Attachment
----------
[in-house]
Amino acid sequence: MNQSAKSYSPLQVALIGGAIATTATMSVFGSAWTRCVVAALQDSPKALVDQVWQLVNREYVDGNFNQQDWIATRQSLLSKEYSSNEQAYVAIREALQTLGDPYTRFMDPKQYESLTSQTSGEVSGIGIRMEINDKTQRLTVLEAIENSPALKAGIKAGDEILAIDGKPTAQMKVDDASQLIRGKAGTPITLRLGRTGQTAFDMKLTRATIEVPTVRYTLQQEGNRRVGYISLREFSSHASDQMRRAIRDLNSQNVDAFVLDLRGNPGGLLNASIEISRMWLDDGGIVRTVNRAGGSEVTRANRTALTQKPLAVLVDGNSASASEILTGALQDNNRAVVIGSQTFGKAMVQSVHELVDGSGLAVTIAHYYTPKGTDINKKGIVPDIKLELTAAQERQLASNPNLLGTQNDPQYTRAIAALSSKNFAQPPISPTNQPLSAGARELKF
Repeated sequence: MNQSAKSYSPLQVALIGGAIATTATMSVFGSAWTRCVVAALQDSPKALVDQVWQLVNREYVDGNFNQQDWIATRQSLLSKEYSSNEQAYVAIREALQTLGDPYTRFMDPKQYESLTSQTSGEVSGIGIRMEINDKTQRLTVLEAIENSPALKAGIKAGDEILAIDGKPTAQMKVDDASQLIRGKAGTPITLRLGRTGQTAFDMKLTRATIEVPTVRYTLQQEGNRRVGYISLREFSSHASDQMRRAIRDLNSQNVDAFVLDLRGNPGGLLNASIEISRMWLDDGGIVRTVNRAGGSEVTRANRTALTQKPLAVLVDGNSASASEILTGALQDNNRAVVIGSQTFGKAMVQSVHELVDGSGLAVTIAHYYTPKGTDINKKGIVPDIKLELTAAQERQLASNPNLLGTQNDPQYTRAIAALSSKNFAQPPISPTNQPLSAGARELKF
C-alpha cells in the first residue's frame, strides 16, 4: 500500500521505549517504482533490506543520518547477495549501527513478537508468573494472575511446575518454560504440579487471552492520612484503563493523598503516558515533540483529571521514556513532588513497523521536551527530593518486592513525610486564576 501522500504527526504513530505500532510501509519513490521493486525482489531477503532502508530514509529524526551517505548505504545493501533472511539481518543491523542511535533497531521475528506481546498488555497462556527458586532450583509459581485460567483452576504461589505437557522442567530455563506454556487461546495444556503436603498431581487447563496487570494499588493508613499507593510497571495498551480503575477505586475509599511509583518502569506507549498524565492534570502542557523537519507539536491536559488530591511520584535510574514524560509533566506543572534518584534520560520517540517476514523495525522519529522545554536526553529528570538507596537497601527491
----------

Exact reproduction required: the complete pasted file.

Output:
[in-house]
Amino acid sequence: MNQSAKSYSPLQVALIGGAIATTATMSVFGSAWTRCVVAALQDSPKALVDQVWQLVNREYVDGNFNQQDWIATRQSLLSKEYSSNEQAYVAIREALQTLGDPYTRFMDPKQYESLTSQTSGEVSGIGIRMEINDKTQRLTVLEAIENSPALKAGIKAGDEILAIDGKPTAQMKVDDASQLIRGKAGTPITLRLGRTGQTAFDMKLTRATIEVPTVRYTLQQEGNRRVGYISLREFSSHASDQMRRAIRDLNSQNVDAFVLDLRGNPGGLLNASIEISRMWLDDGGIVRTVNRAGGSEVTRANRTALTQKPLAVLVDGNSASASEILTGALQDNNRAVVIGSQTFGKAMVQSVHELVDGSGLAVTIAHYYTPKGTDINKKGIVPDIKLELTAAQERQLASNPNLLGTQNDPQYTRAIAALSSKNFAQPPISPTNQPLSAGARELKF
Repeated sequence: MNQSAKSYSPLQVALIGGAIATTATMSVFGSAWTRCVVAALQDSPKALVDQVWQLVNREYVDGNFNQQDWIATRQSLLSKEYSSNEQAYVAIREALQTLGDPYTRFMDPKQYESLTSQTSGEVSGIGIRMEINDKTQRLTVLEAIENSPALKAGIKAGDEILAIDGKPTAQMKVDDASQLIRGKAGTPITLRLGRTGQTAFDMKLTRATIEVPTVRYTLQQEGNRRVGYISLREFSSHASDQMRRAIRDLNSQNVDAFVLDLRGNPGGLLNASIEISRMWLDDGGIVRTVNRAGGSEVTRANRTALTQKPLAVLVDGNSASASEILTGALQDNNRAVVIGSQTFGKAMVQSVHELVDGSGLAVTIAHYYTPKGTDINKKGIVPDIKLELTAAQERQLASNPNLLGTQNDPQYTRAIAALSSKNFAQPPISPTNQPLSAGARELKF
C-alpha cells in the first residue's frame, strides 16, 4: 500500500521505549517504482533490506543520518547477495549501527513478537508468573494472575511446575518454560504440579487471552492520612484503563493523598503516558515533540483529571521514556513532588513497523521536551527530593518486592513525610486564576 501522500504527526504513530505500532510501509519513490521493486525482489531477503532502508530514509529524526551517505548505504545493501533472511539481518543491523542511535533497531521475528506481546498488555497462556527458586532450583509459581485460567483452576504461589505437557522442567530455563506454556487461546495444556503436603498431581487447563496487570494499588493508613499507593510497571495498551480503575477505586475509599511509583518502569506507549498524565492534570502542557523537519507539536491536559488530591511520584535510574514524560509533566506543572534518584534520560520517540517476514523495525522519529522545554536526553529528570538507596537497601527491